Faezeh Hashemi, center, in 2009. A visit by Ms. Hashemi, a daughter of a prominent ayatollah, to Fariba Kamalabadi, a leader in the Bahai faith, highlighted the harsh treatment of the group. Ms. Hashemi became acquainted with Ms. Kamalabadi in 2013, when they shared a prison cell.
TEHRAN — A house visit by a daughter of a prominent ayatollah to a female leader of the persecuted Bahai religious minority touched off a debate this week in Iran about the harsh treatment of a group deemed pagans and impure by the country’s dominant clerics.
The issue was raised last week when the Iranian news media reported that Faezeh Hashemi, 54, a daughter of the former president, Ayatollah Ali Akbar Hashemi Rafsanjani, had sat down for tea with Fariba Kamalabadi, 52, a Bahai leader.
Ms. Kamalabadi, was on temporary leave from a 20-year prison sentence imposed on her and six other Bahai leaders for spying for Israel. The United States State Department has condemned their imprisonment and called for their release along with other “prisoners of conscience.”
An official with Iran’s conservative judiciary, Gholamhossein Mohseni-Ejei, called the meeting “obscene and despicable,” and told reporters on Wednesday that he was planning to take Ms. Hashemi to court.
Ms. Hashemi and Ms. Kamalabadi became acquainted in 2013, when they shared a prison cell after Ms. Hashemi was given a six-month sentence for “spreading propaganda against the system.”
Before then, “I had no information about these people,” Ms. Hashemi said of the Bahais. “But with the Islamic Republic imprisoning me, I became familiar with them, and this opened another window in my life.”
Ms. Hashemi, one of Iran’s most prominent activists, is often shielded from punishment by her powerful family connections. Once an outspoken lawmaker, she started Iran’s first newspaper for women in 2000 and was the first female member of the establishment to publicly ride a bicycle, long deemed religiously unfit for women.
Meeting a member of the Bahai faith, however, was one provocation too many. Even her father criticized her for having tea with a member of the Bahais, whom he called “heretics,” the semiofficial Fars News Agency reported on Monday. “She has committed a wrong deed and should be ashamed of herself,” he said.
Other clerics were outraged, saying that meeting with Ms. Kamalabadi, a psychologist, was “criminal.” One expert in religious ethics, Mahdi Tabataei, demanded an “apology to the nation” from Ms. Hashemi.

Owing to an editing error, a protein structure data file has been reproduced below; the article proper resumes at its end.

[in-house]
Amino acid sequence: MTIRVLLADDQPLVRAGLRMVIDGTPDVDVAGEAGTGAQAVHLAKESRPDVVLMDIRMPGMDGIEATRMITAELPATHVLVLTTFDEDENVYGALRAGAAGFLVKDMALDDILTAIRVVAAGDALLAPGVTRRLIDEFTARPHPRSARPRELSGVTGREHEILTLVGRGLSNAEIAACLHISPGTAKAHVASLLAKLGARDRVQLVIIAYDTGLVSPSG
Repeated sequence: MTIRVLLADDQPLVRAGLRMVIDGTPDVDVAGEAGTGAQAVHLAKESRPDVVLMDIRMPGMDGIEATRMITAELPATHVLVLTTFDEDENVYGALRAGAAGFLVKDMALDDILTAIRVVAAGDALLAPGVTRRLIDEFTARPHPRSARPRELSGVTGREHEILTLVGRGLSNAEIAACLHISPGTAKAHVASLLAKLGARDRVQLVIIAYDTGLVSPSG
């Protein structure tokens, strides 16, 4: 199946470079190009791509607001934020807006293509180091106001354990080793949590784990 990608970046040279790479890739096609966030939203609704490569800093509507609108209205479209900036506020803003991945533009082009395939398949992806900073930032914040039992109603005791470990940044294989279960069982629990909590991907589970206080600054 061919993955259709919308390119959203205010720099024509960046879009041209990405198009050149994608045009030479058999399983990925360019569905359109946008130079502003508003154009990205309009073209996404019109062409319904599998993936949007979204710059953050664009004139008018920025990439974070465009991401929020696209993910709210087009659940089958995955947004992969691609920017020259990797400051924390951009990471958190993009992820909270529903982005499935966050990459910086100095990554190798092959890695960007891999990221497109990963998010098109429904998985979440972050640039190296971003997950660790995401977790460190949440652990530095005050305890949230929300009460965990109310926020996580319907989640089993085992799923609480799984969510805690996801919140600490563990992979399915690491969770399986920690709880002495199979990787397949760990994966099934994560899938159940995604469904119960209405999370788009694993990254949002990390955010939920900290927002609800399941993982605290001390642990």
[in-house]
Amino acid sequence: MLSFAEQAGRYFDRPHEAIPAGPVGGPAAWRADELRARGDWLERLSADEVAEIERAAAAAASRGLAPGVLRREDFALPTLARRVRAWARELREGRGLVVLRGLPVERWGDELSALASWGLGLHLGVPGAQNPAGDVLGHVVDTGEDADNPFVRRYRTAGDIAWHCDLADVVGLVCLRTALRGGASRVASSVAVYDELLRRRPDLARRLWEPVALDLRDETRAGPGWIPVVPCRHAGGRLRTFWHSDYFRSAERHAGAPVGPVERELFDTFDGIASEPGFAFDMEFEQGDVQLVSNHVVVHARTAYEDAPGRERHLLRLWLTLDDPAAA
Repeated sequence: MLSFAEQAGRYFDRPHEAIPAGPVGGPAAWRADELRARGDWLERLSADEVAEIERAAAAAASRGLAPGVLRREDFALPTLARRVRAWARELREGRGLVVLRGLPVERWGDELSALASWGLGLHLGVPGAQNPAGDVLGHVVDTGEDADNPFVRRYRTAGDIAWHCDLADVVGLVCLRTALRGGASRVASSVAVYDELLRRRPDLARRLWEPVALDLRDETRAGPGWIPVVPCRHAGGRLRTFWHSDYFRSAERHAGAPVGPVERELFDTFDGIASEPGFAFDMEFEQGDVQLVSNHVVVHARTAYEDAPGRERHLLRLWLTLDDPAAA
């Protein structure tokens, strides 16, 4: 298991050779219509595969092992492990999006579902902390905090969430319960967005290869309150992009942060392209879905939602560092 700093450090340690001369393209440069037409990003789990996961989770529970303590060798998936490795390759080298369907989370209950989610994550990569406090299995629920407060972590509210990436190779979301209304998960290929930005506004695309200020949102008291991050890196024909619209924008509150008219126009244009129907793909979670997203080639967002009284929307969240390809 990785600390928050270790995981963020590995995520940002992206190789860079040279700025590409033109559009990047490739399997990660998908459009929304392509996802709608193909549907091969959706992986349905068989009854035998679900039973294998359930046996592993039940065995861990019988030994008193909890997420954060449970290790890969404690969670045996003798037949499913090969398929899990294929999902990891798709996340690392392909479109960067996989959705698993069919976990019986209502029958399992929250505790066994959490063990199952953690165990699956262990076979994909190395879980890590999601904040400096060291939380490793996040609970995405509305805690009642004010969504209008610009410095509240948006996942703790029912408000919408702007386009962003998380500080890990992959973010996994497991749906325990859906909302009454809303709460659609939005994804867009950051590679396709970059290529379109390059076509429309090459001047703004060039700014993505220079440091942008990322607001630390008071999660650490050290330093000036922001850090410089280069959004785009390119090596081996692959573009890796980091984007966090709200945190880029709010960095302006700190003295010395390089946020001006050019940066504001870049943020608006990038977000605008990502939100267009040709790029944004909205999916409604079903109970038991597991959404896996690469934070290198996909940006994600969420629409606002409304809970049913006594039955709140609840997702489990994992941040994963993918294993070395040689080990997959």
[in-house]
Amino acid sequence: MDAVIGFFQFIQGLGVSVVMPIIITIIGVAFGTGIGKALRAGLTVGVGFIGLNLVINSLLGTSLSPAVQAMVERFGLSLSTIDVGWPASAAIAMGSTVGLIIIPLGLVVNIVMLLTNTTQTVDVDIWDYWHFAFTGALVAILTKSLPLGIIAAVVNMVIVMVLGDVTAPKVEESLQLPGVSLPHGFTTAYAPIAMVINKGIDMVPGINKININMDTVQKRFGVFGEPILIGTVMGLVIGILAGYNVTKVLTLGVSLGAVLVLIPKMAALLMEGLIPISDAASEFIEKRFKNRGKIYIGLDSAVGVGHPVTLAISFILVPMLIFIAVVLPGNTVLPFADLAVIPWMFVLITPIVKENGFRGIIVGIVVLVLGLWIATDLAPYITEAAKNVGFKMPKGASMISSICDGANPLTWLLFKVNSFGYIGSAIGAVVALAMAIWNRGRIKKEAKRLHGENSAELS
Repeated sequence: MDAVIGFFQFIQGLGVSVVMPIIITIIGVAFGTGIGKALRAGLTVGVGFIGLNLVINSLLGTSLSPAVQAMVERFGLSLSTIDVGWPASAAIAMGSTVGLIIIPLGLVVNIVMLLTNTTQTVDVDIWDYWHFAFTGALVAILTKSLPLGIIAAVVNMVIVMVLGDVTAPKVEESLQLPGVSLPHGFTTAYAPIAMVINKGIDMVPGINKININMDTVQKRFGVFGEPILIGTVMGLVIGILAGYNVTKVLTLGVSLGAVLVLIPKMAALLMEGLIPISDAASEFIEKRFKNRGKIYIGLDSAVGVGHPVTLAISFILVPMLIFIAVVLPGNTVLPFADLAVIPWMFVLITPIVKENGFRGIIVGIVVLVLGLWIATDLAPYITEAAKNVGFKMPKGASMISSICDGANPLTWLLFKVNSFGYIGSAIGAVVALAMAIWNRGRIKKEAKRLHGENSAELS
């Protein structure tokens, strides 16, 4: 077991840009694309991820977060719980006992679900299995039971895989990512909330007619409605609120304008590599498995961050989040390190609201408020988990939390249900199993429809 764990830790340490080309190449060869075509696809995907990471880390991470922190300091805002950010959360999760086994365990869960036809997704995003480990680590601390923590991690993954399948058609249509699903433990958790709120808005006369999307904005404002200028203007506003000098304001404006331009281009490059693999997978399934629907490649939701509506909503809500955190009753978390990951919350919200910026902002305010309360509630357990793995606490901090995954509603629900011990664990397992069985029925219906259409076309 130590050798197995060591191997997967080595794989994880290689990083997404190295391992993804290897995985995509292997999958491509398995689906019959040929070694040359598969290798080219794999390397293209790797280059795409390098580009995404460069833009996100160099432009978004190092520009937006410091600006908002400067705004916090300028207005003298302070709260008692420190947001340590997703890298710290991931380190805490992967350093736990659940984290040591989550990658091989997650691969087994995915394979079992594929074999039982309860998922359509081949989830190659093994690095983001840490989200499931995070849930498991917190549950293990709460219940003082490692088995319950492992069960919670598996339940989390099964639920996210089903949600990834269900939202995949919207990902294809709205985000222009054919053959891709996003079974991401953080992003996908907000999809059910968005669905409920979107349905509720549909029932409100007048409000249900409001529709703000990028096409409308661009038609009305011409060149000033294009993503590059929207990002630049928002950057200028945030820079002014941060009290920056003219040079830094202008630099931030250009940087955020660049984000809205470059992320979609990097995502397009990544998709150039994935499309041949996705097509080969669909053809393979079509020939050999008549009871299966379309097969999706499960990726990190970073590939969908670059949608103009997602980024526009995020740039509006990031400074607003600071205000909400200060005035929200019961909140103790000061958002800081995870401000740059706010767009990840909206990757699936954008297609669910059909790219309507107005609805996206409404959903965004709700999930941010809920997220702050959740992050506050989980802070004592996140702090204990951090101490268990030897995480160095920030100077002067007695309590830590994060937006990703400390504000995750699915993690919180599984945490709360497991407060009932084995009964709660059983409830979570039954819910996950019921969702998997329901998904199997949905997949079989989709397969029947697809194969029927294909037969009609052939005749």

The head of Iran’s judiciary, Ayatollah Sadegh Larijani, said that Ms. Hashemi faced prosecution on national security grounds. “Socializing with them, especially relatives of senior clerics and high-ranking officials, is damaging the norms,” he said on Tuesday, the semiofficial Tasnim News Agency reported.
But Ms. Hashemi told Euronews that she was “not sorry at all.” Discrimination in name of religion and the oppression of the Bahais are wrong, she said. “We are oppressive in Iran not only toward these but toward many,” she said to the agency. “We should correct our behavior.”
Some people, even among the clergy, have risen to her defense. “They met in prison, of course they can be friends,” said Fazel Meybodi, a reformist cleric from the Shiite holy city of Qum. Noting that not all Islamic scholars agree that the Bahais are spiritually impure, he added: “These are just two humans meeting. What is the problem?”
In contrast to Iranian Jews, Christians and Zoroastrians, tolerated minorities who even have representatives in Parliament, the Bahais have been persecuted in Iran ever since the 1979 Islamic Revolution. Their belief in another prophet after Muhammad is anathema to Shiite Muslim clerics, who consider Muhammad the final messenger of God.
There are about 300,000 Bahais worldwide. Their headquarters is in Haifa, Israel, another reason Iranians distrust them. “The leader of their cult is Zionism,” the head of Iran’s paramilitary Basij organization, Brig. Gen. Mohammad Reza Naghdi, said on Monday. “Supporting them means being a lackey of the Zionists.”
Because they are considered impure, Bahais are not allowed to pursue higher education or to become civil servants. However, with the rising influence of the urban middle class, dogmatic religious edicts of the sort used to marginalize the Bahais have come under pressure.
“It is not clear why Bahais in Iran do not have the right to work or an education, and should be imprisoned,” Sadegh Zibakalam, a Tehran University professor and outspoken activist told a news website on Tuesday. “Did Prophet Muhammad order to imprison anyone who is not a Muslim yet or a nonbeliever?